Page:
Balance

How to Develop Mental Athletic Awareness

As a CrossFitter, you can probably name your deadlift PR, Fran time and max unbroken handstand walk if you were asked. If you play sports or compete in any other events, you can probably list your personal records, athletic achievements, best games and numbers from training. See, the more you know yourself, the easier it is to perform in a flow state. You’ll be able to make effective adjustments on the fly. You’ll find it easier to push your limits and stay motivated. You’ll have a stronger understanding of what’s possible and how to set yourself up for success.

Developing athletic awareness involves understanding yourself as an athlete, both physically and mentally. But most people don’t even consider the mental part because they’re hyper-focused on outcome, score, numbers, percentages, records and placement. Let’s make sure that you also develop a clear understanding of your mental abilities and habits as well.

The most well-rounded athletes understand their thought patterns and can quickly answer questions about their mental performance. Do you think that some people are just optimistic and some are negative? Do you think that you either have confidence or you don’t? Do you see amazing athletes and assume that they don’t have fear, doubt or worries like you do?

Here’s the thing: We are all capable of improving our outlook and thought patterns to live a better life. But also, we can all fall into unhelpful, unhealthy beliefs or attitudes. We can all learn, grow and change if we are willing to. The key is building awareness and then practicing new habits and thought patterns that help you.

Do you know if you’d prefer more of an internal or external focus style during your warm-up time?

Do you know how to switch your focus from the outcome to a process goal?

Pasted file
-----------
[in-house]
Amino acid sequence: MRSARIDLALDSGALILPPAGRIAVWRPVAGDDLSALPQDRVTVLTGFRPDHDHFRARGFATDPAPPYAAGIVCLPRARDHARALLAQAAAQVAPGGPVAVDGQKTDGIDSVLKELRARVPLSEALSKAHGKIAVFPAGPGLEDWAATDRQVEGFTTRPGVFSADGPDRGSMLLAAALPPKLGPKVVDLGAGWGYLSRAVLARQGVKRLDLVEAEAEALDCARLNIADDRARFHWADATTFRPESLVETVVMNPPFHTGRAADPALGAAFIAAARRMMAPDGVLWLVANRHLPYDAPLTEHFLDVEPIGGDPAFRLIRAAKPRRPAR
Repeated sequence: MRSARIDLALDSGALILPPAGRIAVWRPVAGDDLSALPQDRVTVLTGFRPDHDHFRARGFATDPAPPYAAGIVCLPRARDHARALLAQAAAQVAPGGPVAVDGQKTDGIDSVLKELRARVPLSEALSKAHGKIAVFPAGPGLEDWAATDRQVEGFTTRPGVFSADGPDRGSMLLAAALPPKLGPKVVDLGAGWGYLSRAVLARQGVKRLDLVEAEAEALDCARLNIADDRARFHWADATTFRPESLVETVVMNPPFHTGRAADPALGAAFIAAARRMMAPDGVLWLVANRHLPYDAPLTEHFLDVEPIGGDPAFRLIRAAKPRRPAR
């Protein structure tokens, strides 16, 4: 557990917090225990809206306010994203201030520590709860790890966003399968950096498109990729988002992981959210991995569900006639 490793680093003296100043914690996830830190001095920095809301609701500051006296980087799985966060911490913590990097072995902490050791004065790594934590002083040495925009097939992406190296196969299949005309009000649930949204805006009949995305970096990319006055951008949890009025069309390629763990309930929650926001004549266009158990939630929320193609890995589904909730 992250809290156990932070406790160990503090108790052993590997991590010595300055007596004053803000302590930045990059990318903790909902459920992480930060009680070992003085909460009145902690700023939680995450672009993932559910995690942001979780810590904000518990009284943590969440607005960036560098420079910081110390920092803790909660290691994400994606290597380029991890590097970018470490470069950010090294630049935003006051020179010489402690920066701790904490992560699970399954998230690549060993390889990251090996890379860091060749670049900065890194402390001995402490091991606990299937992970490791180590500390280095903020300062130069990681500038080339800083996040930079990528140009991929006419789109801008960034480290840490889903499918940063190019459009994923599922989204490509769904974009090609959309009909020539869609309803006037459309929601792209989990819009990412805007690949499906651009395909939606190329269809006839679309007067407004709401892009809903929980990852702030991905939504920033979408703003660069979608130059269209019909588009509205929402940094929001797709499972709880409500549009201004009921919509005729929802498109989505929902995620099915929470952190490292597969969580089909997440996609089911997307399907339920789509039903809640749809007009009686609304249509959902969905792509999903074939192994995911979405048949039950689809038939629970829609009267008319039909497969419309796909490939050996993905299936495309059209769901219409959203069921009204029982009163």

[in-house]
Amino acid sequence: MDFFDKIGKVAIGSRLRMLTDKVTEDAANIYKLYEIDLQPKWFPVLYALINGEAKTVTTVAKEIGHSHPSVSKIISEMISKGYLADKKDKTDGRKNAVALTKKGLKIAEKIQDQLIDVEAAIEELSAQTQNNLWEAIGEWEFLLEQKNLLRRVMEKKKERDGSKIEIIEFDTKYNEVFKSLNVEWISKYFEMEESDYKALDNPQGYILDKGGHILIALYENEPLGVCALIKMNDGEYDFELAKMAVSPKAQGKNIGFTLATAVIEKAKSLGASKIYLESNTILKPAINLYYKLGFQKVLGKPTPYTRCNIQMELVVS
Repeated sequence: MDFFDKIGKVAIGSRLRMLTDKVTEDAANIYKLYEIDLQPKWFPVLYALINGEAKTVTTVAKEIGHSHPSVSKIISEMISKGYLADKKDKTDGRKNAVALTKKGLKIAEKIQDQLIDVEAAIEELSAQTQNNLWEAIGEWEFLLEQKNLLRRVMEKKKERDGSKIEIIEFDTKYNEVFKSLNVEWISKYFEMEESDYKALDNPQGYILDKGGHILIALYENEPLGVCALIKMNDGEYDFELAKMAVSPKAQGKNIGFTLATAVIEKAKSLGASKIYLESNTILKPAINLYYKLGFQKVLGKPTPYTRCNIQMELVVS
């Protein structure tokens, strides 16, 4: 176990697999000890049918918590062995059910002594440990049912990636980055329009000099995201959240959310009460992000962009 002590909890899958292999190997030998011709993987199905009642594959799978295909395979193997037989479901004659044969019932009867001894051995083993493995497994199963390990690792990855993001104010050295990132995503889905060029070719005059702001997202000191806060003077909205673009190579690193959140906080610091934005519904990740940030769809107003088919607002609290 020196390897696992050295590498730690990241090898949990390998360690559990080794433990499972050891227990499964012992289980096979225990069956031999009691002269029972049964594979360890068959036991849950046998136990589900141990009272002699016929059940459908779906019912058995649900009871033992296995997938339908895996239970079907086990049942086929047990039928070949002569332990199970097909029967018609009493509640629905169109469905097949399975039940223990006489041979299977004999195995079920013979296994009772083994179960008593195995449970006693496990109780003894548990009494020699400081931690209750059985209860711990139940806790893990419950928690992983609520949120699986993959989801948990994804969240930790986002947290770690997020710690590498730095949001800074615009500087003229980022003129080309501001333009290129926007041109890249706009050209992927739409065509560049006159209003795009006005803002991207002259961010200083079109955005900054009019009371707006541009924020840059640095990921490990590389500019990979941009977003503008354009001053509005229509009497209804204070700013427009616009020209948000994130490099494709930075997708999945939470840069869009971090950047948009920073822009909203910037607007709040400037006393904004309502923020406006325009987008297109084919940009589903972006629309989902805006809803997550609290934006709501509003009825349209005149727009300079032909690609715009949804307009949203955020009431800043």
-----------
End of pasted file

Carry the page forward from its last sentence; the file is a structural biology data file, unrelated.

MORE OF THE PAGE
Do you know what your mental gaps are and how to fix them?

Do you know what thoughts help you keep pushing when the going gets tough?

Are you aware of what restricts your confidence or why you don’t perform like you want to on game day?

There are many other questions I could ask you to see if you have developed awareness about your mentality. For now, here are some quick tips and an instant download to help you improve.

How to Develop Mental Athletic Awareness

  1. Understand how you respond to stress and frustration — Learn how you typically respond to challenge and discomfort.
  2. Get feedback — Ask others for input, suggestions and coaching that will help you gain perspective.
  3. Look for patterns — Become aware of thought patterns or habits you use that are unhelpful.
  4. Learn what helps — Know what helps you become calm, centered, focused and persistent.
  5. Know your triggers — Understand what pisses you off, upsets you or causes you to get frustrated and why.
  6. Find purpose — Gain knowledge about why you do things and why you avoid certain things. Know your reasons for your actions.

The first step of improving your mentality is becoming more aware of your thoughts and behaviors. Then, if you want to improve at something, you must practice it. You don’t just get it automatically or keep it forever without working on it. Your mentality is made up of many factors and you can continue to feel more focused, adaptable and prepared when you practice strategies that help you. 

If you continue to learn and practice then you can and will overcome. The better your mental game, the better you’ll perform. Visit mentalitywod.com to download the 100 Journal Prompts for Athletes.

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